Let’s take a look at how developers put it into practice. Audiomack is a music app that allows users to build collections of their favorite music to listen to offline, while offering artists a platform to publish their music. They’re a great case study to illustrate a successful strategy that aimed to build habitual usage among users.

  • Motivation: first time users are encouraged to specify a few artist or genre choices from a random selection, allowing Audiomack to surface related content in the main app.
  • Ability: the entire app is designed with ease in mind: easily navigable, simple controls and a balanced first-time experience.
  • Trigger: during the sign-up process (and afterwards) users are able to set notification options that ensure they receive triggers when they’d be most effective, such as when a followed playlist is updated.
  • Reward: relevant suggestions allow users to celebrate their love of music and expand their collection.


Method 2: Identify meaningfully retained users and scale their paths to other cohorts

By analyzing user groups that have been retained over the long-term, and breaking down what key features they have used and at what frequency, you can identify drivers of retention. Once you define a meaningfully retained user for your app and scale this to create a habit path for other users, you can look to cohort analysis. It can help you organize and assess those not-yet-retained users and put them on the right path.

So, who are meaningfully retained users?

Getting an understanding of who is meaningfully retained — as opposed to returning frequently but not engaging deeply or generating revenue — is critical to this process, but as noted by Andy Carvell, Partner & Co-founder at Phiture:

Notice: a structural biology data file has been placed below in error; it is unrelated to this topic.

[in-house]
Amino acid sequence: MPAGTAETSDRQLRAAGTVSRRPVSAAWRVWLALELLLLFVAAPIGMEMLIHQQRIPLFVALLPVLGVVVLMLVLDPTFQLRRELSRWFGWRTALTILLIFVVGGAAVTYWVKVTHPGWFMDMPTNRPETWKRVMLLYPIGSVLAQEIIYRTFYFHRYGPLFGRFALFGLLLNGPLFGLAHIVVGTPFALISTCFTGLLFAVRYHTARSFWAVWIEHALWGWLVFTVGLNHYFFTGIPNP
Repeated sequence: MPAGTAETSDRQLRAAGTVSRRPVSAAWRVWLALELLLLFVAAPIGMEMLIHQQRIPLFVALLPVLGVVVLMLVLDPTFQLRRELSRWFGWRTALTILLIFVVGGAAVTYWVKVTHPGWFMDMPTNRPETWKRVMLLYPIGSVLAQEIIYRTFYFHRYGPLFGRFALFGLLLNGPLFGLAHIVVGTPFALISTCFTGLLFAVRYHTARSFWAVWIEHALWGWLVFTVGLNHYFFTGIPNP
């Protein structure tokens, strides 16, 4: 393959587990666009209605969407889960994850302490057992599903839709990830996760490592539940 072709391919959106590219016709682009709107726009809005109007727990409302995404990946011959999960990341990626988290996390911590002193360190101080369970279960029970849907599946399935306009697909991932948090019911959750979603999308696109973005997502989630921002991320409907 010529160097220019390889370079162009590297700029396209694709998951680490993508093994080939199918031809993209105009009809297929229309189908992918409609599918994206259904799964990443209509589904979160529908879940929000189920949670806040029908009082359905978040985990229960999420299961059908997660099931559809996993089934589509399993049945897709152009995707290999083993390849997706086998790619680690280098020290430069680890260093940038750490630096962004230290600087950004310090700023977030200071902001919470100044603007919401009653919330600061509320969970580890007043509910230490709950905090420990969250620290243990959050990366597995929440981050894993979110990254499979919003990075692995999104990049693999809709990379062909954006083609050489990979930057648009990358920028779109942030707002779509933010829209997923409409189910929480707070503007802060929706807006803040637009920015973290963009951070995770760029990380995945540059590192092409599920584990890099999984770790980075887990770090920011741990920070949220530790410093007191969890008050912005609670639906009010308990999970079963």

“You can incorporate the core action and type of engagement you want to see into the retention metric itself. This provides a defined view of a meaningfully retained user: users who actually come back into the app to do something valuable — not just users who come back to the app.”

If you’re able to understand how your meaningfully retained users behave and what they do on their journey, you can design paths and cues to steer other users towards developing the same habits. These patterns could involve expected trends or surprising results. You may find that your most meaningful users spend the most time in their account settings or send support tickets on a monthly basis.

Quickbooks have used this approach to great success. Having identified ‘linking a bank account’ as a meaningfully retentive action, they increased messaging encouraging users to take this step. This strategy has spread to other desirable interactions, with pre-tested messaging ready to deliver encouragement to users who are straying from the preferred path.

Creating your cohort strategy

Not all of your users will be easily encouraged onto the path of your ideal meaningfully retained user — but that doesn’t mean you can’t work on retaining them with greater success. You can create different paths to drive retention for your different user groups.

The most important step around cohorts is creating something you can action with the capabilities and capacity your team has. Remember: A simple strategy is better than none at all. Start broad, refine, and gradually build the most nuanced understanding you can.

The simplest cohorts are defined in the broadest demographic terms: location, device type, acquisition channel, etc. As a first step, this allows you to tailor the experience to these groups, which could involve localization, changes to the UI design, or surfacing specific types of content.

Lifesum uses top-level cohort data to inform the earliest user experiences. Serving multiple ad creatives, they track which image or messaging attracted the user and ensure their first experience with the app reflects what caught their eye. Clicking on a keto diet ad, for example, would result in a user seeing keto options more prominently in the app.